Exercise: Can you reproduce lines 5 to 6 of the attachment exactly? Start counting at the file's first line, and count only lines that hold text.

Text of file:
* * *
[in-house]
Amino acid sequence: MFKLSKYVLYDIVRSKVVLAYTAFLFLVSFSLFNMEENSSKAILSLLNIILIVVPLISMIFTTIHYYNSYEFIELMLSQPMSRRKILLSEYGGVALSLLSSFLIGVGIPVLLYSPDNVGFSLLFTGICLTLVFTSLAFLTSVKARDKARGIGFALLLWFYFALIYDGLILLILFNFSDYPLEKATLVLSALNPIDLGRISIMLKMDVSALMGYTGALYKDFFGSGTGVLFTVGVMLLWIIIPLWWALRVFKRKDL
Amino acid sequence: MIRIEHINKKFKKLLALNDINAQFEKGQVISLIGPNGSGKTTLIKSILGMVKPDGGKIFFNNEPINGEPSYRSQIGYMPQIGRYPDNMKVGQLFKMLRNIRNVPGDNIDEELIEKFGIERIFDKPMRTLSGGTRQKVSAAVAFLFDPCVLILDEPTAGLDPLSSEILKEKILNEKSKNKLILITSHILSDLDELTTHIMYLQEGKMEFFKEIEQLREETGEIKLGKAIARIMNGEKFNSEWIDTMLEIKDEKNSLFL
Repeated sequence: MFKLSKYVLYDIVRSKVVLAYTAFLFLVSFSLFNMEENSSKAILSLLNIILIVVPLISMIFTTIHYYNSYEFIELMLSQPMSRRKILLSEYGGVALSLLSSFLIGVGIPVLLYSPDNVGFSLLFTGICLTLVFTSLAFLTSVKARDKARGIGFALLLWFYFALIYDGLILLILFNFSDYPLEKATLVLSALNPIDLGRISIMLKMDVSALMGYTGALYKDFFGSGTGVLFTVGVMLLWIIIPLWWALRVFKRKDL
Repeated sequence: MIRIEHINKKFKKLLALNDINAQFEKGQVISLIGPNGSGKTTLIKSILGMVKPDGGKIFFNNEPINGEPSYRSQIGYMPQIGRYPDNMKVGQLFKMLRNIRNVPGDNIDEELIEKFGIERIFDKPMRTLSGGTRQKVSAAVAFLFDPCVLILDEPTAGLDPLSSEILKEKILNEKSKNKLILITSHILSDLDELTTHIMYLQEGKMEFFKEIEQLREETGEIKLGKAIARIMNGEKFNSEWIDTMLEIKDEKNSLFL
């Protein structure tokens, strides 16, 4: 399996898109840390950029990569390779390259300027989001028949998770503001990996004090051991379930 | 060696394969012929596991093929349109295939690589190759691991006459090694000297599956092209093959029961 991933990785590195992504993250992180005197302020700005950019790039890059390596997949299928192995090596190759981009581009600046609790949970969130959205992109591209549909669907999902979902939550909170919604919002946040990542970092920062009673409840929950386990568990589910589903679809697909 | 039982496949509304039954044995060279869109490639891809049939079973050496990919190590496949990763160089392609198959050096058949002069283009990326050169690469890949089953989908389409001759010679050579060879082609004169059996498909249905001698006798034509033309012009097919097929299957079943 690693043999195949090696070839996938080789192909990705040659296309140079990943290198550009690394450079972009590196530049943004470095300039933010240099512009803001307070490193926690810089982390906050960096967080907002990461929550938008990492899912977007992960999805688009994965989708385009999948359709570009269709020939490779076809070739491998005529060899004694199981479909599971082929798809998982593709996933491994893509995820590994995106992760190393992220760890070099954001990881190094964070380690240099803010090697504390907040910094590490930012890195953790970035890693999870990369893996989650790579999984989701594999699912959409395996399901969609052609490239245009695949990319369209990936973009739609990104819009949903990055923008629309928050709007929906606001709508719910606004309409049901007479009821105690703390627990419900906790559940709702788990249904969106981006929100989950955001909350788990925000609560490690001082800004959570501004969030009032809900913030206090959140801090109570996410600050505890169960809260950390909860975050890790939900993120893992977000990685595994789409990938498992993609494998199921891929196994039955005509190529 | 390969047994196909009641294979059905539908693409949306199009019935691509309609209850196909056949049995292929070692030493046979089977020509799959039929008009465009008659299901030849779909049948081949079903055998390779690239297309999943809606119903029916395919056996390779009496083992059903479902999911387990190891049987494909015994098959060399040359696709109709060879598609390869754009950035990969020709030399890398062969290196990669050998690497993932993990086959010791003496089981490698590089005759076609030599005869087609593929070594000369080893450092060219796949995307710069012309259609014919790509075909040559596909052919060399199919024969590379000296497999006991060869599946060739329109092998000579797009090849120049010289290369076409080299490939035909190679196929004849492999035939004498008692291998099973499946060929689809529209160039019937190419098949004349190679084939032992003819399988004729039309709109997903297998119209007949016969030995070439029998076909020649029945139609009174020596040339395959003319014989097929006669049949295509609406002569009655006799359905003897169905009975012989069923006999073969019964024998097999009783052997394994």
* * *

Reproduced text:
Repeated sequence: MIRIEHINKKFKKLLALNDINAQFEKGQVISLIGPNGSGKTTLIKSILGMVKPDGGKIFFNNEPINGEPSYRSQIGYMPQIGRYPDNMKVGQLFKMLRNIRNVPGDNIDEELIEKFGIERIFDKPMRTLSGGTRQKVSAAVAFLFDPCVLILDEPTAGLDPLSSEILKEKILNEKSKNKLILITSHILSDLDELTTHIMYLQEGKMEFFKEIEQLREETGEIKLGKAIARIMNGEKFNSEWIDTMLEIKDEKNSLFL
């Protein structure tokens, strides 16, 4: 399996898109840390950029990569390779390259300027989001028949998770503001990996004090051991379930 | 060696394969012929596991093929349109295939690589190759691991006459090694000297599956092209093959029961 991933990785590195992504993250992180005197302020700005950019790039890059390596997949299928192995090596190759981009581009600046609790949970969130959205992109591209549909669907999902979902939550909170919604919002946040990542970092920062009673409840929950386990568990589910589903679809697909 | 039982496949509304039954044995060279869109490639891809049939079973050496990919190590496949990763160089392609198959050096058949002069283009990326050169690469890949089953989908389409001759010679050579060879082609004169059996498909249905001698006798034509033309012009097919097929299957079943 690693043999195949090696070839996938080789192909990705040659296309140079990943290198550009690394450079972009590196530049943004470095300039933010240099512009803001307070490193926690810089982390906050960096967080907002990461929550938008990492899912977007992960999805688009994965989708385009999948359709570009269709020939490779076809070739491998005529060899004694199981479909599971082929798809998982593709996933491994893509995820590994995106992760190393992220760890070099954001990881190094964070380690240099803010090697504390907040910094590490930012890195953790970035890693999870990369893996989650790579999984989701594999699912959409395996399901969609052609490239245009695949990319369209990936973009739609990104819009949903990055923008629309928050709007929906606001709508719910606004309409049901007479009821105690703390627990419900906790559940709702788990249904969106981006929100989950955001909350788990925000609560490690001082800004959570501004969030009032809900913030206090959140801090109570996410600050505890169960809260950390909860975050890790939900993120893992977000990685595994789409990938498992993609494998199921891929196994039955005509190529 | 390969047994196909009641294979059905539908693409949306199009019935691509309609209850196909056949049995292929070692030493046979089977020509799959039929008009465009008659299901030849779909049948081949079903055998390779690239297309999943809606119903029916395919056996390779009496083992059903479902999911387990190891049987494909015994098959060399040359696709109709060879598609390869754009950035990969020709030399890398062969290196990669050998690497993932993990086959010791003496089981490698590089005759076609030599005869087609593929070594000369080893450092060219796949995307710069012309259609014919790509075909040559596909052919060399199919024969590379000296497999006991060869599946060739329109092998000579797009090849120049010289290369076409080299490939035909190679196929004849492999035939004498008692291998099973499946060929689809529209160039019937190419098949004349190679084939032992003819399988004729039309709109997903297998119209007949016969030995070439029998076909020649029945139609009174020596040339395959003319014989097929006669049949295509609406002569009655006799359905003897169905009975012989069923006999073969019964024998097999009783052997394994």